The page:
The political rivalries between the Socialist Party and the SWP and the contradictions between their political perspectives and methods of work are certainly a factor in the impasse within the ULA. This is also expressed in the failure of the ULA to become a 32 county force encompassing the North, where the absence of working class political representation is a tragedy, especially under the current political conditions.
The issue of the future of the ULA is not just an organisational question. It is fundamentally a political issue from which organisational conclusions should flow. The political programme of the SP today is very different to the position defended by the Militant in the past, when paradoxically the comrades were inside the Labour Party arguing for a break with Coalition, while the SWP have argued that the ULA should not present itself as an avowedly socialist organisation.
As we have commented previously in the article Socialist Party Resignations: Build a mass Socialist Alternative :
“Capitalism in Ireland and internationally is at an impasse. In the absence of a mass socialist alternative this impasse will be protracted. The workers are crying out for a genuine alternative.
There has never been a better time to fight for genuine socialist policies; the nationalisation of the banks and big industry under Democratic workers control and management, cancellation of the debts and a 32 County Socialist United Ireland.
But to seriously put forward these demands the ULA needs itself to be re-structured with open mass membership, a democratically elected leadership , the end of clique politics from the current leadership and its extension in to the 6 north eastern counties. Such a development would then open up at least some possibilities of reaching out to those workers who are forced into sectarian strait jackets because of the sectarian structures of the northern state.
If the ULA were to become a genuine party of the working class, a genuine continuation of the ideas of Connolly and Larkin then the task of transforming society across the whole island of Ireland would be that much easier.”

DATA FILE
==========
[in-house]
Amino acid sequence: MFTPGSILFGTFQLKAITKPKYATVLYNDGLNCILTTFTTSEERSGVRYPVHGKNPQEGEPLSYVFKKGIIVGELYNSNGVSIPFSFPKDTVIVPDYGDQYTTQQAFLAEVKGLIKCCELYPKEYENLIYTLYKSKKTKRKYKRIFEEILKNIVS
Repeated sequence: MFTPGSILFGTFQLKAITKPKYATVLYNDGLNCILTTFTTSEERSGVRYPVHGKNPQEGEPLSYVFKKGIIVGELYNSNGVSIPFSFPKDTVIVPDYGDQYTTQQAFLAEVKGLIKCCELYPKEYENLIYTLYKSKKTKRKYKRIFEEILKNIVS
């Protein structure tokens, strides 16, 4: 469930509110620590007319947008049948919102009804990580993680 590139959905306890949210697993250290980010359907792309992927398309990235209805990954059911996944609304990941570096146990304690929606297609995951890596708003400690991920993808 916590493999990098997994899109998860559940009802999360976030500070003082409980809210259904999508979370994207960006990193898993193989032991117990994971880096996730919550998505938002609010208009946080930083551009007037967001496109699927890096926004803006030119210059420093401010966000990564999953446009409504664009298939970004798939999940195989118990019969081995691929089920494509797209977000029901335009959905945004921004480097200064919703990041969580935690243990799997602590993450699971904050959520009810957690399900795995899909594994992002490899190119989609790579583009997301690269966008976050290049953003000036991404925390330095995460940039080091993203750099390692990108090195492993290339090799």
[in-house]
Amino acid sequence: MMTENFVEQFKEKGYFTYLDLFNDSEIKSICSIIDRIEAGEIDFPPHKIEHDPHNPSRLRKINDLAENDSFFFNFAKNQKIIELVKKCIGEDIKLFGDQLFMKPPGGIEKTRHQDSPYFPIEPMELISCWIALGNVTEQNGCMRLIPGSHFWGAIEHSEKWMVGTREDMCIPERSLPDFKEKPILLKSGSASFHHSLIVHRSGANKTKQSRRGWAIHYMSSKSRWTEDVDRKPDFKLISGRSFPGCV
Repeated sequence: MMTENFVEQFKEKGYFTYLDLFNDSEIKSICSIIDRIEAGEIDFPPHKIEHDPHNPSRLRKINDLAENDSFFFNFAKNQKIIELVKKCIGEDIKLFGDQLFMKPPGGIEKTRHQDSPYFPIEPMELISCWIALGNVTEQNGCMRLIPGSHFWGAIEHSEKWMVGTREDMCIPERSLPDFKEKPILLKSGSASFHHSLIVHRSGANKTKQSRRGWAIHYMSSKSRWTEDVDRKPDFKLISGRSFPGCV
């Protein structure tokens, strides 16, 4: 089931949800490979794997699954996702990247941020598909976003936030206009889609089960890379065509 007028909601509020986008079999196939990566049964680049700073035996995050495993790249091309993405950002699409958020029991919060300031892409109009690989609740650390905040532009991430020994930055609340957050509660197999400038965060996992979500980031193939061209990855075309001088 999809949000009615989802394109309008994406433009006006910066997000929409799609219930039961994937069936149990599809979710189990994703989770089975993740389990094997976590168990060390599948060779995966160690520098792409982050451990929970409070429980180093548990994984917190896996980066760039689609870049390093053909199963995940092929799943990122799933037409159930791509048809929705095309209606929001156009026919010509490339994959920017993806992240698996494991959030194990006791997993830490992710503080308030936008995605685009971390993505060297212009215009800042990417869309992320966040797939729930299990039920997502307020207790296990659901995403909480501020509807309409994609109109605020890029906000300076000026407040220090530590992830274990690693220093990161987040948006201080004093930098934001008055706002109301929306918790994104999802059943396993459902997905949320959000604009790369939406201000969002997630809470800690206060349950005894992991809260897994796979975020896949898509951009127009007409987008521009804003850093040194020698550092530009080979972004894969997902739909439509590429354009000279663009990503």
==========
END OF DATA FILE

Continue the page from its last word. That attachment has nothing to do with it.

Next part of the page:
How would a united party the size of the ULA work? Certainly it would not simply operate as an electoral force. Sure, it would organise campaigns and public activity, but it could represent a significant pole of attraction within the trade union movement and within the working class as a whole. The task of the ULA should not merely be as a flag of convenience at election time for the SP and the SWP, but a vehicle for a political struggle to win the majority of the advanced layers of the working class and the youth in the first instance and then the mass of the working class to the programme of the Socialist revolution across the whole of the island of Ireland and internationally.
As the austerity bites there will be dozens of battles within the public sector and within the private sector also. A clear Marxist explanation of the austerity and a programme to transform the trade unions into democratic and fighting organisations worthy of their members, could massively increase the potential of the unions to defend their members.
Keynesian economics, rival campaigns and sectarian sniping will not solve the problems of the Irish working class, but a mass party armed with a socialist programme and a Marxist perspective would represent an unstoppable force.